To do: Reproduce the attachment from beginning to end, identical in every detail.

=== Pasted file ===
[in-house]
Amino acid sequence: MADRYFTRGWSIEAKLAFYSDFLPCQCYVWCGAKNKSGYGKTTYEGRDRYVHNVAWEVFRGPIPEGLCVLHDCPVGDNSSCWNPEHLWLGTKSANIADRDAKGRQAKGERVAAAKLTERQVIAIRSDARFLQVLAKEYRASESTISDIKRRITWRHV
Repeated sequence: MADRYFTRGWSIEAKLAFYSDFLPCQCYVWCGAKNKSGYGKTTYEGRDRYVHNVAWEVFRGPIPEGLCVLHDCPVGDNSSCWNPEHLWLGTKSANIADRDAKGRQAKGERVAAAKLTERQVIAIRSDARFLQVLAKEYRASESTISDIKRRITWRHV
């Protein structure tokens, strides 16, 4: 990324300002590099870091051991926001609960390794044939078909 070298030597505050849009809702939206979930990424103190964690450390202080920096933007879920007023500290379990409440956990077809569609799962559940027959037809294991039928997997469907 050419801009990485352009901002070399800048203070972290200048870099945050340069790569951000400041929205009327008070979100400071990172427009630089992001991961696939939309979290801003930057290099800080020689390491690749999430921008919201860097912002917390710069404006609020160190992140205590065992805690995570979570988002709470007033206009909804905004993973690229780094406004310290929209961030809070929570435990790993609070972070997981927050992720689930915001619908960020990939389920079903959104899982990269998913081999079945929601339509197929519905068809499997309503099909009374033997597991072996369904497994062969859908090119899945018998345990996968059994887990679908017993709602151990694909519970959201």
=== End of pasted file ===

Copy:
[in-house]
Amino acid sequence: MADRYFTRGWSIEAKLAFYSDFLPCQCYVWCGAKNKSGYGKTTYEGRDRYVHNVAWEVFRGPIPEGLCVLHDCPVGDNSSCWNPEHLWLGTKSANIADRDAKGRQAKGERVAAAKLTERQVIAIRSDARFLQVLAKEYRASESTISDIKRRITWRHV
Repeated sequence: MADRYFTRGWSIEAKLAFYSDFLPCQCYVWCGAKNKSGYGKTTYEGRDRYVHNVAWEVFRGPIPEGLCVLHDCPVGDNSSCWNPEHLWLGTKSANIADRDAKGRQAKGERVAAAKLTERQVIAIRSDARFLQVLAKEYRASESTISDIKRRITWRHV
């Protein structure tokens, strides 16, 4: 990324300002590099870091051991926001609960390794044939078909 070298030597505050849009809702939206979930990424103190964690450390202080920096933007879920007023500290379990409440956990077809569609799962559940027959037809294991039928997997469907 050419801009990485352009901002070399800048203070972290200048870099945050340069790569951000400041929205009327008070979100400071990172427009630089992001991961696939939309979290801003930057290099800080020689390491690749999430921008919201860097912002917390710069404006609020160190992140205590065992805690995570979570988002709470007033206009909804905004993973690229780094406004310290929209961030809070929570435990790993609070972070997981927050992720689930915001619908960020990939389920079903959104899982990269998913081999079945929601339509197929519905068809499997309503099909009374033997597991072996369904497994062969859908090119899945018998345990996968059994887990679908017993709602151990694909519970959201």